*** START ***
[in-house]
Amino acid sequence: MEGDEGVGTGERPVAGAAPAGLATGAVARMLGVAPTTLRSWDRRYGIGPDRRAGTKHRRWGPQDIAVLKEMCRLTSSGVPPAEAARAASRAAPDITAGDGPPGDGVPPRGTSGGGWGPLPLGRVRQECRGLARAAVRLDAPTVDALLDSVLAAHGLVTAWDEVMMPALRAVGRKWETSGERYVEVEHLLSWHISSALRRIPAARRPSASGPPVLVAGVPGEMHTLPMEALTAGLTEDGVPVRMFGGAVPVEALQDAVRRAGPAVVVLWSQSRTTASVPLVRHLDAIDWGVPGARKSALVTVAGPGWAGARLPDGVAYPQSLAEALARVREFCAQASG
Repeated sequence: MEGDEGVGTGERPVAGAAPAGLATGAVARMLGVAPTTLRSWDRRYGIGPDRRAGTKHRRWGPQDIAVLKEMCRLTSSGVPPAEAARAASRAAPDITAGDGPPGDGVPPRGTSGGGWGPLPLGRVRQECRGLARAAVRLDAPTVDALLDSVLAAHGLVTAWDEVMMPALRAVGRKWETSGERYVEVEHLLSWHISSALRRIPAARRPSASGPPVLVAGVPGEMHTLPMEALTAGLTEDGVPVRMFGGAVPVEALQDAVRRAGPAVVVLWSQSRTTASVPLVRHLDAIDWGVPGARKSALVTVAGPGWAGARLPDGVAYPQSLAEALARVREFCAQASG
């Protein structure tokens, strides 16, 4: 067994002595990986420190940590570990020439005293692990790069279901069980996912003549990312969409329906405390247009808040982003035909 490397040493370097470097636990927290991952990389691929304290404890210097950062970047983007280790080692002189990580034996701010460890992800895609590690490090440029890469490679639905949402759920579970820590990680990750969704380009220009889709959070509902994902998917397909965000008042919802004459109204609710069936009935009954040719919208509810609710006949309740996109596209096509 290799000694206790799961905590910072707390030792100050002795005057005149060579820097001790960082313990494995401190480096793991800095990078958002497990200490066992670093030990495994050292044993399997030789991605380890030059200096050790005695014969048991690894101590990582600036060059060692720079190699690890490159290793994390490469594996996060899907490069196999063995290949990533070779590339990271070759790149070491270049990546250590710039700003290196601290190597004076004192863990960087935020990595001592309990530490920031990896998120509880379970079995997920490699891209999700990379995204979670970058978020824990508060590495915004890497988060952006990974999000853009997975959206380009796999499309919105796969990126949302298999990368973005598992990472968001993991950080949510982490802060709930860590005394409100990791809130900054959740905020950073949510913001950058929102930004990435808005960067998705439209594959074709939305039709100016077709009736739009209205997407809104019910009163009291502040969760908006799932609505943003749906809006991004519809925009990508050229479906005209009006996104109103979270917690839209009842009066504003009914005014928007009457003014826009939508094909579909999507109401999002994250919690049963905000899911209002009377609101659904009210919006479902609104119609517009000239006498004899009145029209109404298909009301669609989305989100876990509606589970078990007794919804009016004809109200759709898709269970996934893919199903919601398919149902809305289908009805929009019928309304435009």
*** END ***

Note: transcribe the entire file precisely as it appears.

[in-house]
Amino acid sequence: MEGDEGVGTGERPVAGAAPAGLATGAVARMLGVAPTTLRSWDRRYGIGPDRRAGTKHRRWGPQDIAVLKEMCRLTSSGVPPAEAARAASRAAPDITAGDGPPGDGVPPRGTSGGGWGPLPLGRVRQECRGLARAAVRLDAPTVDALLDSVLAAHGLVTAWDEVMMPALRAVGRKWETSGERYVEVEHLLSWHISSALRRIPAARRPSASGPPVLVAGVPGEMHTLPMEALTAGLTEDGVPVRMFGGAVPVEALQDAVRRAGPAVVVLWSQSRTTASVPLVRHLDAIDWGVPGARKSALVTVAGPGWAGARLPDGVAYPQSLAEALARVREFCAQASG
Repeated sequence: MEGDEGVGTGERPVAGAAPAGLATGAVARMLGVAPTTLRSWDRRYGIGPDRRAGTKHRRWGPQDIAVLKEMCRLTSSGVPPAEAARAASRAAPDITAGDGPPGDGVPPRGTSGGGWGPLPLGRVRQECRGLARAAVRLDAPTVDALLDSVLAAHGLVTAWDEVMMPALRAVGRKWETSGERYVEVEHLLSWHISSALRRIPAARRPSASGPPVLVAGVPGEMHTLPMEALTAGLTEDGVPVRMFGGAVPVEALQDAVRRAGPAVVVLWSQSRTTASVPLVRHLDAIDWGVPGARKSALVTVAGPGWAGARLPDGVAYPQSLAEALARVREFCAQASG
């Protein structure tokens, strides 16, 4: 067994002595990986420190940590570990020439005293692990790069279901069980996912003549990312969409329906405390247009808040982003035909 490397040493370097470097636990927290991952990389691929304290404890210097950062970047983007280790080692002189990580034996701010460890992800895609590690490090440029890469490679639905949402759920579970820590990680990750969704380009220009889709959070509902994902998917397909965000008042919802004459109204609710069936009935009954040719919208509810609710006949309740996109596209096509 290799000694206790799961905590910072707390030792100050002795005057005149060579820097001790960082313990494995401190480096793991800095990078958002497990200490066992670093030990495994050292044993399997030789991605380890030059200096050790005695014969048991690894101590990582600036060059060692720079190699690890490159290793994390490469594996996060899907490069196999063995290949990533070779590339990271070759790149070491270049990546250590710039700003290196601290190597004076004192863990960087935020990595001592309990530490920031990896998120509880379970079995997920490699891209999700990379995204979670970058978020824990508060590495915004890497988060952006990974999000853009997975959206380009796999499309919105796969990126949302298999990368973005598992990472968001993991950080949510982490802060709930860590005394409100990791809130900054959740905020950073949510913001950058929102930004990435808005960067998705439209594959074709939305039709100016077709009736739009209205997407809104019910009163009291502040969760908006799932609505943003749906809006991004519809925009990508050229479906005209009006996104109103979270917690839209009842009066504003009914005014928007009457003014826009939508094909579909999507109401999002994250919690049963905000899911209002009377609101659904009210919006479902609104119609517009000239006498004899009145029209109404298909009301669609989305989100876990509606589970078990007794919804009016004809109200759709898709269970996934893919199903919601398919149902809305289908009805929009019928309304435009």